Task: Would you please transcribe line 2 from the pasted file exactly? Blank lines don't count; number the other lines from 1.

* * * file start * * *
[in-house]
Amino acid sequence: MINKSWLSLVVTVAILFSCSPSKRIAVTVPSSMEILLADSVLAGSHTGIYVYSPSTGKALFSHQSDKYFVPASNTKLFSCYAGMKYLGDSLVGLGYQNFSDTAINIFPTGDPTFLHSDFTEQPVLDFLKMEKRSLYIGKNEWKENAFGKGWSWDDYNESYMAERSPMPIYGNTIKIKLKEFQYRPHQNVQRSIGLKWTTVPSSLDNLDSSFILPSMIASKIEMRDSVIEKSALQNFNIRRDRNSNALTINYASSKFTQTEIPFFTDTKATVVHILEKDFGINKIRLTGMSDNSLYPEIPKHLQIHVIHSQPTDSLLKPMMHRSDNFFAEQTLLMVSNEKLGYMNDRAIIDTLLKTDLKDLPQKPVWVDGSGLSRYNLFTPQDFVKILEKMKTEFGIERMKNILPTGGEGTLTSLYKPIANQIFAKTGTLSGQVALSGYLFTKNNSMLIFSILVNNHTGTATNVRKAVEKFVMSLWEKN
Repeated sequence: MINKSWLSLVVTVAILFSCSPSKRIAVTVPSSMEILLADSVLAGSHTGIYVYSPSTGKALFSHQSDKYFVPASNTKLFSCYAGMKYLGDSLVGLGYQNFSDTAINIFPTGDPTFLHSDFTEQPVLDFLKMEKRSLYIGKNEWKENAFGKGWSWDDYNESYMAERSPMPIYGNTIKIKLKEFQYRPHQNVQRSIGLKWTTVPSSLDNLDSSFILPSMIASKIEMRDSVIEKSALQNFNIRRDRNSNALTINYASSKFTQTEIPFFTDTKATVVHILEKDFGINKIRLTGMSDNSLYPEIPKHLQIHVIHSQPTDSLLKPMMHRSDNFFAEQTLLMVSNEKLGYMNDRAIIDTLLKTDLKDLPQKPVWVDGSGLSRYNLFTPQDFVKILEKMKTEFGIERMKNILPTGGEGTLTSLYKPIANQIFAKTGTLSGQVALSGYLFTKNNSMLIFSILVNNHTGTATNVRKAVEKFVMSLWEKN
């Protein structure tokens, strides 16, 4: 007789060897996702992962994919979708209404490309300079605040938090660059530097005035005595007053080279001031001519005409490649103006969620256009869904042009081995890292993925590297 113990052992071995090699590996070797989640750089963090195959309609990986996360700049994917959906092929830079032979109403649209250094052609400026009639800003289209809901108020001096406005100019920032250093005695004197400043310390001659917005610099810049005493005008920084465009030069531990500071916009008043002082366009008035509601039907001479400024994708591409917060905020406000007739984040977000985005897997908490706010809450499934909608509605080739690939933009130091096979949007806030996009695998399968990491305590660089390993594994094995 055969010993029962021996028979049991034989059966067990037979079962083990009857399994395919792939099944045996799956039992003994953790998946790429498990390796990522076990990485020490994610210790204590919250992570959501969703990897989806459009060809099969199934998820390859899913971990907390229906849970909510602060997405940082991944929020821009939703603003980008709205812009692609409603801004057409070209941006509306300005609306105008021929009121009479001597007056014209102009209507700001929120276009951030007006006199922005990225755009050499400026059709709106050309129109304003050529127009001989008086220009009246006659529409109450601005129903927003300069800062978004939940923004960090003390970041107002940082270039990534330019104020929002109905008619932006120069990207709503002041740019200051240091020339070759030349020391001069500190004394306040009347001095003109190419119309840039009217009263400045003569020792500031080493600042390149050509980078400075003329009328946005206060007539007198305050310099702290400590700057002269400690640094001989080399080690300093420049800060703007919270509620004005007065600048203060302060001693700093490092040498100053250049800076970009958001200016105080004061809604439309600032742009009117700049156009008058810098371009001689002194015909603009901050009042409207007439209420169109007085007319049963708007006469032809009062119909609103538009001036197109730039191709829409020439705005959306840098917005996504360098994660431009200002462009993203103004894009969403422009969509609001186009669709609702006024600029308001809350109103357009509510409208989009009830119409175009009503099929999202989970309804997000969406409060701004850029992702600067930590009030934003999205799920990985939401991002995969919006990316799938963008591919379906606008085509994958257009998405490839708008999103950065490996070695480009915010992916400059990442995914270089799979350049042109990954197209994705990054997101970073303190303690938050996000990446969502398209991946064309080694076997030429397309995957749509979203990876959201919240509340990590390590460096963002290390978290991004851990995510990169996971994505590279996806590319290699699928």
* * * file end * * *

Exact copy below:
Amino acid sequence: MINKSWLSLVVTVAILFSCSPSKRIAVTVPSSMEILLADSVLAGSHTGIYVYSPSTGKALFSHQSDKYFVPASNTKLFSCYAGMKYLGDSLVGLGYQNFSDTAINIFPTGDPTFLHSDFTEQPVLDFLKMEKRSLYIGKNEWKENAFGKGWSWDDYNESYMAERSPMPIYGNTIKIKLKEFQYRPHQNVQRSIGLKWTTVPSSLDNLDSSFILPSMIASKIEMRDSVIEKSALQNFNIRRDRNSNALTINYASSKFTQTEIPFFTDTKATVVHILEKDFGINKIRLTGMSDNSLYPEIPKHLQIHVIHSQPTDSLLKPMMHRSDNFFAEQTLLMVSNEKLGYMNDRAIIDTLLKTDLKDLPQKPVWVDGSGLSRYNLFTPQDFVKILEKMKTEFGIERMKNILPTGGEGTLTSLYKPIANQIFAKTGTLSGQVALSGYLFTKNNSMLIFSILVNNHTGTATNVRKAVEKFVMSLWEKN